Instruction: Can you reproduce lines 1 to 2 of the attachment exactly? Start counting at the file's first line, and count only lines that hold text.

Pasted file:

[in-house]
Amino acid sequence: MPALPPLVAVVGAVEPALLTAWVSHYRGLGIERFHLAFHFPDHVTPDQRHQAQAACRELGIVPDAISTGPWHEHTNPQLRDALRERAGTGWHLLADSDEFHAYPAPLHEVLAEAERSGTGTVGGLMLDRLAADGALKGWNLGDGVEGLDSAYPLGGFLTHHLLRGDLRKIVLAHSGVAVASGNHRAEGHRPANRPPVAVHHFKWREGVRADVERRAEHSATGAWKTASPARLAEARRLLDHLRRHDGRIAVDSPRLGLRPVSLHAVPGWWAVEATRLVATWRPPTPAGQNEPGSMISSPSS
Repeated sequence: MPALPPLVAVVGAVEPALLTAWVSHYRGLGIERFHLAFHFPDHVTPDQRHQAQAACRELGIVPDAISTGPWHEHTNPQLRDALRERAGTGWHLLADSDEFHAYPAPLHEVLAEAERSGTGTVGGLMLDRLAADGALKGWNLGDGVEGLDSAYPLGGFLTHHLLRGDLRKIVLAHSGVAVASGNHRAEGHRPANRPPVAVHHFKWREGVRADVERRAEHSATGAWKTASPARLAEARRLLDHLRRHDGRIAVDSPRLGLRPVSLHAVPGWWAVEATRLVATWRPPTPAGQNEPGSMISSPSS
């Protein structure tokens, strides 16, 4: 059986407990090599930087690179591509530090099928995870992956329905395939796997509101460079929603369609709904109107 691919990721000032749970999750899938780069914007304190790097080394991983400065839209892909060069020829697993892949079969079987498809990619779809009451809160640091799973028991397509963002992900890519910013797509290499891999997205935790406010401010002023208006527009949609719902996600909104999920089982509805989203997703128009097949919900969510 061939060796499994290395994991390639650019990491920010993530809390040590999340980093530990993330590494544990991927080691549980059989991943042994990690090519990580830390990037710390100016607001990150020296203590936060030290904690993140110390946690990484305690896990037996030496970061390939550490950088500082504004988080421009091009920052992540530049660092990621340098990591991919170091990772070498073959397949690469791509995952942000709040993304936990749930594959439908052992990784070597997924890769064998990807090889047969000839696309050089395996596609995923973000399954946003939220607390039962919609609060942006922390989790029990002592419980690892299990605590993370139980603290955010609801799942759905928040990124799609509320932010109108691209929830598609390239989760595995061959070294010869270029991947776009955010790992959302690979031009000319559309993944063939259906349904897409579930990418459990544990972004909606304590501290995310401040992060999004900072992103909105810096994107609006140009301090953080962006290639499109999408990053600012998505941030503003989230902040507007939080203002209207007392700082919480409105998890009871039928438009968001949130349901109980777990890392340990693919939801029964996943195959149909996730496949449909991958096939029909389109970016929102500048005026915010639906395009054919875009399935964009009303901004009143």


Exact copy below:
[in-house]
Amino acid sequence: MPALPPLVAVVGAVEPALLTAWVSHYRGLGIERFHLAFHFPDHVTPDQRHQAQAACRELGIVPDAISTGPWHEHTNPQLRDALRERAGTGWHLLADSDEFHAYPAPLHEVLAEAERSGTGTVGGLMLDRLAADGALKGWNLGDGVEGLDSAYPLGGFLTHHLLRGDLRKIVLAHSGVAVASGNHRAEGHRPANRPPVAVHHFKWREGVRADVERRAEHSATGAWKTASPARLAEARRLLDHLRRHDGRIAVDSPRLGLRPVSLHAVPGWWAVEATRLVATWRPPTPAGQNEPGSMISSPSS